Dog choke collars are not illegal in the United States. Some trainers say they are the best way to train a stubborn dog, especially larger breeds. Other organizations, such as PETA , insist are they are inhumane and warn they are dangerous.
In this article, find out how to properly use a choke collar, the potential dangers, if they are effective, where you can get one, and hear what vets and animal organizations say about using them. If you think your dog may need a training collar, you’ll want to get answers to the most commons questions about them to help you choose the right one!
Table of Contents
- How do choke collars work?
- Will a choke collar stop my dog from pulling on a leash?
- Are choke collars effective?
- Where can I buy a choke collar?
- Can I make my own choke collar?
- What is the right way to use a choke collar?
- How are choke collars dangerous?
- Do vets recommend using choke collars?
- Is it cruel to use a choke collar?
- Can a puppy use a choke collar?
- What is the difference between a prong and a choke collar?
- Are prong collars safer?
- Is there another collar similar to choke and prong collars?
- What are the best training collars for dogs?
How do choke collars work?
The choke collar is looped around the neck and a leash is attached, so when you pull back on the leash it chokes the dog, but once the leash has been slacked, the collar immediately loosens from around the neck. The collar is designed to apply pressure to the airway, making it difficult to breath, which will usually stop the negative behavior.
Will a choke collar stop my dog from pulling on a leash?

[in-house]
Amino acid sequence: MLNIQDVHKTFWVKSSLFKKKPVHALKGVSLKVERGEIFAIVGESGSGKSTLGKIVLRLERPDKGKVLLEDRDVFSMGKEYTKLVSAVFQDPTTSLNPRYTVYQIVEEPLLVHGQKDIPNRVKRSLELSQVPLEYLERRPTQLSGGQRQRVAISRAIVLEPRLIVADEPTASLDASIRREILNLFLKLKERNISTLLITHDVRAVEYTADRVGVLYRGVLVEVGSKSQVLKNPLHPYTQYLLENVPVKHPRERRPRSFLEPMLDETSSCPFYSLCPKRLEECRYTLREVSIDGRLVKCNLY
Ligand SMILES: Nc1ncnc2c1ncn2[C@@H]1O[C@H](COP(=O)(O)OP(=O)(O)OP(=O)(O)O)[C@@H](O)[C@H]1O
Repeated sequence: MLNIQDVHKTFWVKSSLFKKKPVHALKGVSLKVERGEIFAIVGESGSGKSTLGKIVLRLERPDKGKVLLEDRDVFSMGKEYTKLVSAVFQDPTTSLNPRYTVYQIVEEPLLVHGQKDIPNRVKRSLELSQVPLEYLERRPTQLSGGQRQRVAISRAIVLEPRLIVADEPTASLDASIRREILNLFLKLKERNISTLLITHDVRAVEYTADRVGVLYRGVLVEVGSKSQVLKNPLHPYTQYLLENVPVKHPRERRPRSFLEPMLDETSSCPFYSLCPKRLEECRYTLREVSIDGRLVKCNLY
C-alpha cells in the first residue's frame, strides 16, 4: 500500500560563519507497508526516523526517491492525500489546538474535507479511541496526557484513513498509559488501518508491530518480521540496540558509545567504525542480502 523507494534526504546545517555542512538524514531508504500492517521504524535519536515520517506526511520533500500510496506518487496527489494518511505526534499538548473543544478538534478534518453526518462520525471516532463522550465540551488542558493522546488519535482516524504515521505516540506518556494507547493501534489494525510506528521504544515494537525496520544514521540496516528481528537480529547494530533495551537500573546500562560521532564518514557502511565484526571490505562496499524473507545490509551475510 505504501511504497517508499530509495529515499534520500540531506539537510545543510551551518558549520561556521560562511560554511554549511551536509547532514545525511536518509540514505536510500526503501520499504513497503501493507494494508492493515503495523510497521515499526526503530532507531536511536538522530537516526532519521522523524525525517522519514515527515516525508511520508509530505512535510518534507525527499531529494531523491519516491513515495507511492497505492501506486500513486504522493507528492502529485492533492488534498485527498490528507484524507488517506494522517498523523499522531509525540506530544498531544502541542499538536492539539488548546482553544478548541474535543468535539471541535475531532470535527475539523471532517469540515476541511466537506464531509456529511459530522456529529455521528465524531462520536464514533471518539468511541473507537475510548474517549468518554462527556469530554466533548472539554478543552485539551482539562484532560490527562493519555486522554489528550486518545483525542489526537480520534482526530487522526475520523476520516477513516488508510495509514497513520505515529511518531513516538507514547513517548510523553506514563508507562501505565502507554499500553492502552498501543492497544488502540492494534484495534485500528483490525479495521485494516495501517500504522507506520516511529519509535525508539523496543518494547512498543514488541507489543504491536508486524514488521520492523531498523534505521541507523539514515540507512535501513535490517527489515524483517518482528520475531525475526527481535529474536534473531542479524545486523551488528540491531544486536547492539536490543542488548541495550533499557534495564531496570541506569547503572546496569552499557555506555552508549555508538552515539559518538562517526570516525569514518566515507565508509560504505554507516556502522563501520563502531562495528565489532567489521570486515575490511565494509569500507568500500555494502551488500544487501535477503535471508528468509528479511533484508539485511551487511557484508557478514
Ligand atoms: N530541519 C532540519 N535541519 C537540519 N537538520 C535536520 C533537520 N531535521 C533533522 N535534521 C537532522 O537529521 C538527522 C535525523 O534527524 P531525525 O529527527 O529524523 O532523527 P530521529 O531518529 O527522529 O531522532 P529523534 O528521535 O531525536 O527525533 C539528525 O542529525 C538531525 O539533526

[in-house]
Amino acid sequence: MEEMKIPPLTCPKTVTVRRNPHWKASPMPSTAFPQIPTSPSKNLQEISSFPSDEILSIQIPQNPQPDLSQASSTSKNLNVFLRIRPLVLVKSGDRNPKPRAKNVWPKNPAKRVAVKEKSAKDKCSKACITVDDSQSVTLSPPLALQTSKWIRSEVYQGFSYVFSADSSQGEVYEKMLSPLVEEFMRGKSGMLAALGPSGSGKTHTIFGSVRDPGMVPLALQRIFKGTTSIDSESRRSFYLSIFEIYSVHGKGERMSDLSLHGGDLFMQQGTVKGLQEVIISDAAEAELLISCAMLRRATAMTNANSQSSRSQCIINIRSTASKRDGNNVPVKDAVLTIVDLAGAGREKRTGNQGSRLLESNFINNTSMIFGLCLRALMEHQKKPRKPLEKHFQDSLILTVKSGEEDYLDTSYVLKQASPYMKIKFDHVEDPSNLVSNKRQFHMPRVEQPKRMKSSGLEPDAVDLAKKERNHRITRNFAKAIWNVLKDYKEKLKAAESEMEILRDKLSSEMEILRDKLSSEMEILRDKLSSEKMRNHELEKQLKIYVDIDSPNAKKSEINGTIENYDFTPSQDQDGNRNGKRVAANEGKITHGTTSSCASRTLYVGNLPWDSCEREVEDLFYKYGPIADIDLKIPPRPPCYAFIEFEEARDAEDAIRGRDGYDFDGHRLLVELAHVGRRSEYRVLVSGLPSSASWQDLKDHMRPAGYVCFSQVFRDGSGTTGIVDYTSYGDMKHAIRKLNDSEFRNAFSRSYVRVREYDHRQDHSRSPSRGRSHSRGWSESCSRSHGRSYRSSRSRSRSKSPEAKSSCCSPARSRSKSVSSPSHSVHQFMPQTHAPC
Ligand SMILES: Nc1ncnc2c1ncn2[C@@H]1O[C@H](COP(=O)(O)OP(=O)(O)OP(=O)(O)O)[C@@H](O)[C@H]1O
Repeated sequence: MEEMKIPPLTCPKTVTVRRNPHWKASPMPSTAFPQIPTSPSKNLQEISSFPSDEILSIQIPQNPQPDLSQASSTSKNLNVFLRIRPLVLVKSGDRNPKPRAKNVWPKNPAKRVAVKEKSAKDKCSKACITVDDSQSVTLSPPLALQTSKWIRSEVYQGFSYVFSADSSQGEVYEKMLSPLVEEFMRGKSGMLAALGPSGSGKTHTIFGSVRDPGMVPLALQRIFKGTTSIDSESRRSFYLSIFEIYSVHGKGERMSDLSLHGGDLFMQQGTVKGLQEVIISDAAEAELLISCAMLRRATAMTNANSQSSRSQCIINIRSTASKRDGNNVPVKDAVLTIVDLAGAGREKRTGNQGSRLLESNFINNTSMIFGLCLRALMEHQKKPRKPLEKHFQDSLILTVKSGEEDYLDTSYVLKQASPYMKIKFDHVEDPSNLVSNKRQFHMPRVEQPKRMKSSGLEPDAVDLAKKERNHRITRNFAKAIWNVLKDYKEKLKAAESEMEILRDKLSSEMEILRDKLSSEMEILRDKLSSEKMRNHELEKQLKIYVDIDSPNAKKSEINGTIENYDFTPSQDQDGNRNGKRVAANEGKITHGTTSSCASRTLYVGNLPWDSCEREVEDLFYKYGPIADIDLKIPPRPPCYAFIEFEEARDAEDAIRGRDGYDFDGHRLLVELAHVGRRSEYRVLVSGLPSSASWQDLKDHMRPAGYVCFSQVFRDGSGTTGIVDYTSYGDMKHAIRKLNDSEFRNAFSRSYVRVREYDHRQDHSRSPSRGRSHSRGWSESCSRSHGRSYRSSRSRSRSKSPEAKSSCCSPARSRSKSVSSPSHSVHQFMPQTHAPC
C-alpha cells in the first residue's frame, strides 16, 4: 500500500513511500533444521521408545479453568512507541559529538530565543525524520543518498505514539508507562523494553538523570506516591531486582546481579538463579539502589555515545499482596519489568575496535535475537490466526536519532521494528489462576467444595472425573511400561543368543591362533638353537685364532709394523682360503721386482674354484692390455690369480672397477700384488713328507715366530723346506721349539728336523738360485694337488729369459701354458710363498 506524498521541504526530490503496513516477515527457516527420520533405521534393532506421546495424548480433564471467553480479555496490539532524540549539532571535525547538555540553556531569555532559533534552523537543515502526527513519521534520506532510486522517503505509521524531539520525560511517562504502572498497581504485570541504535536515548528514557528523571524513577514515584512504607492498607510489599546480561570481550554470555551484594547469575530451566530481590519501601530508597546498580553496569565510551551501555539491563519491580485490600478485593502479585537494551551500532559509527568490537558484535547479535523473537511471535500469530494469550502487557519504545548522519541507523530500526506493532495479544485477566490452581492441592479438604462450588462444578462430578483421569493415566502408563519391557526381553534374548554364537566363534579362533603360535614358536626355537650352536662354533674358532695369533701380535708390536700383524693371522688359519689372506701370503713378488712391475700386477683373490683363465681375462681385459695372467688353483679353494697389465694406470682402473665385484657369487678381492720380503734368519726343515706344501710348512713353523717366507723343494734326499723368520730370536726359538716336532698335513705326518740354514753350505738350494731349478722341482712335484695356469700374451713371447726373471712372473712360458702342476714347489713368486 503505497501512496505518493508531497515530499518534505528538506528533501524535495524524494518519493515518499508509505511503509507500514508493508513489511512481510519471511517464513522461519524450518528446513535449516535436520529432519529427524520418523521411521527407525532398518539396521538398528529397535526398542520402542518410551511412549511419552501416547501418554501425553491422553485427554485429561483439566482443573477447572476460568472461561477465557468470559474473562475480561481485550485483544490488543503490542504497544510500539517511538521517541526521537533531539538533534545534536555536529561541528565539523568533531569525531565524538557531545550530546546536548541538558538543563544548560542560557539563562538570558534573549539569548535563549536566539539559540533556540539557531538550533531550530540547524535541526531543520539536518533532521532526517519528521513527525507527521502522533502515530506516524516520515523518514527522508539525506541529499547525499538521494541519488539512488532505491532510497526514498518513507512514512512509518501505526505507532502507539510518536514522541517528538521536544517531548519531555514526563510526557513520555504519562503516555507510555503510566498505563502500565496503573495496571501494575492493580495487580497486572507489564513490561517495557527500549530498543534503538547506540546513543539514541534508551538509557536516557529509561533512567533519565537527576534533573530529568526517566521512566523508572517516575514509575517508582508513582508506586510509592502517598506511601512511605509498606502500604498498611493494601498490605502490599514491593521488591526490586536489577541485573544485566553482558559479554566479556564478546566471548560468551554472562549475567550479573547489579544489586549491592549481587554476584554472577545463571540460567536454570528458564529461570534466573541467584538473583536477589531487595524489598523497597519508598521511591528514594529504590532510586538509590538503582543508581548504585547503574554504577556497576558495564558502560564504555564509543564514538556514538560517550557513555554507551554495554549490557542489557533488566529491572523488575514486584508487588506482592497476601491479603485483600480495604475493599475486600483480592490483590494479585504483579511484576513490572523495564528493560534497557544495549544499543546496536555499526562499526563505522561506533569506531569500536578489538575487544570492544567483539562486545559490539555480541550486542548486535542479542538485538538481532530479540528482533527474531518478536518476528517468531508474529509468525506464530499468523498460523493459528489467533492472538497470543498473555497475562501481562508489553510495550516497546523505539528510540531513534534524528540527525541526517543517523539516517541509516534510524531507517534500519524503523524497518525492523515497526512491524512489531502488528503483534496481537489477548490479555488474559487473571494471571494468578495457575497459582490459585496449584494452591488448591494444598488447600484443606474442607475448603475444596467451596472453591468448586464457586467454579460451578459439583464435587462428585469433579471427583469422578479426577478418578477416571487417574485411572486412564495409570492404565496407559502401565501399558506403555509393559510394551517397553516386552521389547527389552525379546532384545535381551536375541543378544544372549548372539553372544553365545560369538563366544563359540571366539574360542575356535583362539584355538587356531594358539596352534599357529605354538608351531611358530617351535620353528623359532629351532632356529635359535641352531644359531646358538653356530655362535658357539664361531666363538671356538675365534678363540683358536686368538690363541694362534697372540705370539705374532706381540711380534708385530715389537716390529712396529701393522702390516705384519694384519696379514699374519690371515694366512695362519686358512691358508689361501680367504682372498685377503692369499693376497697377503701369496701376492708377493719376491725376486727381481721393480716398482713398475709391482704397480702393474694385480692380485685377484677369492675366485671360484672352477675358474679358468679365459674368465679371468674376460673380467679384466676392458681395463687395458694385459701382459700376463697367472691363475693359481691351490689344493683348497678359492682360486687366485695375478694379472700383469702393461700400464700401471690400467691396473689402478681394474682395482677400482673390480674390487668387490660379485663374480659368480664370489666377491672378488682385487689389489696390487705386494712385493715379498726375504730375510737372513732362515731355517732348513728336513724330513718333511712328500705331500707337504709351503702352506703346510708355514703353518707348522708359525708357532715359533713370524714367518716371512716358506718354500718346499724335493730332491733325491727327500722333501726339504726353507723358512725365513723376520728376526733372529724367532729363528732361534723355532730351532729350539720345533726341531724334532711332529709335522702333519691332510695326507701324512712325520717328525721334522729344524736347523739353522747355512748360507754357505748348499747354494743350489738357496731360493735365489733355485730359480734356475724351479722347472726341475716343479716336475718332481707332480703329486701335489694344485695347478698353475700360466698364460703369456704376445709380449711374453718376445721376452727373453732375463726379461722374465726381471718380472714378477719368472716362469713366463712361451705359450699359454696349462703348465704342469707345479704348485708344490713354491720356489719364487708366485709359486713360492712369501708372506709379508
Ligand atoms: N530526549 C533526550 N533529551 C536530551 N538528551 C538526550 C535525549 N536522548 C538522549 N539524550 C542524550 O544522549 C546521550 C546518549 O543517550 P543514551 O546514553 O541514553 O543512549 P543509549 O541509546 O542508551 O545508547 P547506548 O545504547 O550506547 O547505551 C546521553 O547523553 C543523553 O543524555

A choke collar can help you gain more control when using a leash because the dog will quickly find that pulling away is met with discomfort and a struggle to breath, and he will stop. Yet, many dog behaviorists believe that it is only a sudden reaction to the pain of the collar, and the dog hasn’t learned to stop the unwanted behavior.
Are choke collars effective?
They can be effective on larger dogs or those with aggressive tendencies, according to the pros at the Canine Journal, however, it is debated as to whether they learn to stop the negative behaviors in whole, or if the choke collar must always be used to get the same result. Trainers find them particularly useful on dogs that pull away or do not listen to verbal commands, especially if running away could endanger the dog.
Where can I buy a choke collar?
Many local pet stores and online retailers, such as Amazon, have basic chain-style choke collars that are easy to use. PETCO offers a highly rated, engraved choke collar, while other vendors have 18K gold plated ones, and elaborate designs and styles available.
Can I make my own choke collar?
It is not recommended that you make your own choke collar, especially without a sewing machine, and a very good idea of how choke collars work. A looped, rope-type choke collar greatly increases the chances of causing injury to your dog.
What is the right way to use a choke collar?